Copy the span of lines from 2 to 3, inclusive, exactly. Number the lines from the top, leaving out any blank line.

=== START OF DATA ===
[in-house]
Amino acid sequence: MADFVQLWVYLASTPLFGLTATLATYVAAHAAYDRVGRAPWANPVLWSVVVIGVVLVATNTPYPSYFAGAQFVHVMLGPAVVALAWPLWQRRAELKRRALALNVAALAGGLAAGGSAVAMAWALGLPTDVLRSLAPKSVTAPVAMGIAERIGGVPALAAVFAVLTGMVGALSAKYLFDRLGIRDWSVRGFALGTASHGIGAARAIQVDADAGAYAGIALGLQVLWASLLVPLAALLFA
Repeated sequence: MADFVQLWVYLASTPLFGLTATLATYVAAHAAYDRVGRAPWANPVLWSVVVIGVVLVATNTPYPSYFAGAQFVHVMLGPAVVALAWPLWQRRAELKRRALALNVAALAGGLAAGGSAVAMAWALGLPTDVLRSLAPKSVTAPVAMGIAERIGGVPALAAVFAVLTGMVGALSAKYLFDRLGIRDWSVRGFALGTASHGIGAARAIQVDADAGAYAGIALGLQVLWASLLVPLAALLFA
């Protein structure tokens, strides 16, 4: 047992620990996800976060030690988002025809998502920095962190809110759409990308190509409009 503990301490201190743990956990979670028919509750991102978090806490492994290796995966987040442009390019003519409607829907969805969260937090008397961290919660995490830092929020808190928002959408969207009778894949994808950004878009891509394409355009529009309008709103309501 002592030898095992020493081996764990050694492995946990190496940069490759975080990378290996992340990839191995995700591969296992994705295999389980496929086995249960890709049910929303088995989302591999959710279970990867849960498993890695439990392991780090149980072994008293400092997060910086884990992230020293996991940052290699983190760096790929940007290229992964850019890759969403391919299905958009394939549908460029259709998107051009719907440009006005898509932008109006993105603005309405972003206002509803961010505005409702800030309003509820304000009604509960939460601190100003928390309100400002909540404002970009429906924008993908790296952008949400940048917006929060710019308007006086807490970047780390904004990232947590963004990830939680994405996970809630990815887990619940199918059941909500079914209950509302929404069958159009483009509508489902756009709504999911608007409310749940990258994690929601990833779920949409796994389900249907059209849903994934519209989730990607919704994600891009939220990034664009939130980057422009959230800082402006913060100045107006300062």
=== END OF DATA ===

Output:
Amino acid sequence: MADFVQLWVYLASTPLFGLTATLATYVAAHAAYDRVGRAPWANPVLWSVVVIGVVLVATNTPYPSYFAGAQFVHVMLGPAVVALAWPLWQRRAELKRRALALNVAALAGGLAAGGSAVAMAWALGLPTDVLRSLAPKSVTAPVAMGIAERIGGVPALAAVFAVLTGMVGALSAKYLFDRLGIRDWSVRGFALGTASHGIGAARAIQVDADAGAYAGIALGLQVLWASLLVPLAALLFA
Repeated sequence: MADFVQLWVYLASTPLFGLTATLATYVAAHAAYDRVGRAPWANPVLWSVVVIGVVLVATNTPYPSYFAGAQFVHVMLGPAVVALAWPLWQRRAELKRRALALNVAALAGGLAAGGSAVAMAWALGLPTDVLRSLAPKSVTAPVAMGIAERIGGVPALAAVFAVLTGMVGALSAKYLFDRLGIRDWSVRGFALGTASHGIGAARAIQVDADAGAYAGIALGLQVLWASLLVPLAALLFA